Writing any article meant to show someone else’s byline requires an understanding of the person’s viewpoint and any slant they prefer for the piece. If this is not the first article you’ve written for the author, you’ll know some information already. But here are some tips and tricks to submit the best job you can with the information given:
Pay attention to the information sent from the PR client. If there’s a title or link(s) to article(s), those bits of information tell a lot. Any additional comments from the client also provide insights to the slant of the article. If the PR client is conservative running a successful PR practice, the approach should not be negative about PR, nor should it be aggressively liberal in viewpoint. If the title provided seems snarky, that’s a clue to include some sarcasm side in the piece. If you receive link(s), that’s the topic for of your article.
Never forget the PR in the mix. Many times articles provided as links don’t mention PR efforts or firms, so adding the PR element takes some thought. Look for ideas on what could improve the presentation of the message discussed in the article, or how a PR firm might successfully navigate a situation. Ask what went wrong and what lessons come to mind. But, tie it to the PR side of life.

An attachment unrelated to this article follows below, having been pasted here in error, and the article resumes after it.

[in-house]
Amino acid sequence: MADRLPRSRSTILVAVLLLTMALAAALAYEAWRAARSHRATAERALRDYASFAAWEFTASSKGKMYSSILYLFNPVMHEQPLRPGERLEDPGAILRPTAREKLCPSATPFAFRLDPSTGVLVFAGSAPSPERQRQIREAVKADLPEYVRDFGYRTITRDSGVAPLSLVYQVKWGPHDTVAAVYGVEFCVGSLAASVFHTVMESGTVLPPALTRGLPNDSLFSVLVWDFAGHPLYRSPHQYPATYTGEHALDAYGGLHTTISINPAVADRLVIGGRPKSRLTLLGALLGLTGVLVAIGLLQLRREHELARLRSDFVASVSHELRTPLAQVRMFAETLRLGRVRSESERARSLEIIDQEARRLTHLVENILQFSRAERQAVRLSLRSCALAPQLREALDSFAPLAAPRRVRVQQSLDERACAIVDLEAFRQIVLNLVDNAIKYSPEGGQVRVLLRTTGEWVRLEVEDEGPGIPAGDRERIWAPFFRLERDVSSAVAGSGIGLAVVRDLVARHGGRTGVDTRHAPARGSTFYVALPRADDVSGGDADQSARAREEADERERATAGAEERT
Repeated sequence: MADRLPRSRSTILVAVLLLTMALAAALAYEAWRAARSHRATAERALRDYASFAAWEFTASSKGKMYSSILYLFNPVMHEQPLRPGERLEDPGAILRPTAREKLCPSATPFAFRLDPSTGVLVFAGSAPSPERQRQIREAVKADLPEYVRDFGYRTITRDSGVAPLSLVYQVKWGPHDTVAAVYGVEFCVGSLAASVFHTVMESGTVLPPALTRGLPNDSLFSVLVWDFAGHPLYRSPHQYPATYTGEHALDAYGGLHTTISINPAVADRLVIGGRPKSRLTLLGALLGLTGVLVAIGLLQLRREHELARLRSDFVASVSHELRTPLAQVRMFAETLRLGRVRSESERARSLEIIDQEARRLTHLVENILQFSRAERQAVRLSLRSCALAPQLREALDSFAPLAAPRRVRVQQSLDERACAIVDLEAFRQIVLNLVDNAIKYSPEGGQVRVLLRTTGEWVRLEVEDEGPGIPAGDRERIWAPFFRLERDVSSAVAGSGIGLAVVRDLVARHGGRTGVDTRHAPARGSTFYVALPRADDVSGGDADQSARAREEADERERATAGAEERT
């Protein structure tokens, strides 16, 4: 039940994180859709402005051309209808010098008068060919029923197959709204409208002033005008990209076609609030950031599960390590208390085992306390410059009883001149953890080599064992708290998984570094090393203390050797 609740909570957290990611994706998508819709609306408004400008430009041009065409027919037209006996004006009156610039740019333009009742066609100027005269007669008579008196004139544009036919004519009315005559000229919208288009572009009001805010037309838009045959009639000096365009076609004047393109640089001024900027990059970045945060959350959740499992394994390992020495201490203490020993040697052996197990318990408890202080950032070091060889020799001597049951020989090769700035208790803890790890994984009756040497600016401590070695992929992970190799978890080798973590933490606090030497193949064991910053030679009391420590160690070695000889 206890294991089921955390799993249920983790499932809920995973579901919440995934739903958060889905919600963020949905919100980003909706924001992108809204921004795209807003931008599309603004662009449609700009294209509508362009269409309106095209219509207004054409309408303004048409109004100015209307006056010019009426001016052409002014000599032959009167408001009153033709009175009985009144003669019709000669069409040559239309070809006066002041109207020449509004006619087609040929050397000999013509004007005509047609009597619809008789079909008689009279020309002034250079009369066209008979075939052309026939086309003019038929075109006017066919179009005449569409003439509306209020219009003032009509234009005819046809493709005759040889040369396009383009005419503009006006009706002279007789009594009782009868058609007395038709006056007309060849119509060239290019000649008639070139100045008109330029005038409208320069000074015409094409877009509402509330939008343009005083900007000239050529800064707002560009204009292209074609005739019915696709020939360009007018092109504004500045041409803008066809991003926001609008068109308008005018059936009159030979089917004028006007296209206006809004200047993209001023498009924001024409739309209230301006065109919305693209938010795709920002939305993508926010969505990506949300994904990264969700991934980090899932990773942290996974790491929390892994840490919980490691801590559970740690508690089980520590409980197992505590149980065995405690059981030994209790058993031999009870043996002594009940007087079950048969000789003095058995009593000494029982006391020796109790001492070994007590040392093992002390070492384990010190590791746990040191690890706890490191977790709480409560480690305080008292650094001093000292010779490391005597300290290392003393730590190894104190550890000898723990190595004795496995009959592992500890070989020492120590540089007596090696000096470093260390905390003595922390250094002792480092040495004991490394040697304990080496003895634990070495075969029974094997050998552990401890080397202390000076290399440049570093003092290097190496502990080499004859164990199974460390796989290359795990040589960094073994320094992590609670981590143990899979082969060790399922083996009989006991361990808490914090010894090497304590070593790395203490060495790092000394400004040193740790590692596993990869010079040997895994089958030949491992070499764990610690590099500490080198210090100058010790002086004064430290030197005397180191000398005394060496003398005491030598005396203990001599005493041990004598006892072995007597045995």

Making it professional doesn’t mean boring. Add some humor whenever possible, and make the language flow from one sentence and paragraph to the next. Pun if you see the opportunity. The old newspaper trick of writing at an 8th-grade comprehension still makes sense. Once written, don’t edit for everything in one fell swoop. Instead, run a spell check, then read it out loud to yourself, making corrections as you go, then run a grammar check, and finally run a check for plagiarism issues.
Specific things to check when reading out loud.
- Cut the fluff stuff. What is the direct point being made? Say it with the fewest words possible without making the text choppy.
- Get rid of passive verbs by writing sentences in active format most of the time.
- Ditch some of the clarifying words – test them to see if they add to the context or muddy the meaning.
Know the timetable. Some articles come with a “rush” implied. Op-eds usually allow more time, but the client knows what they want, meet their timetable or let them know what you can do coming as close as possible.
Many of the above ideas should help keep you on track without infringing on the client’s time.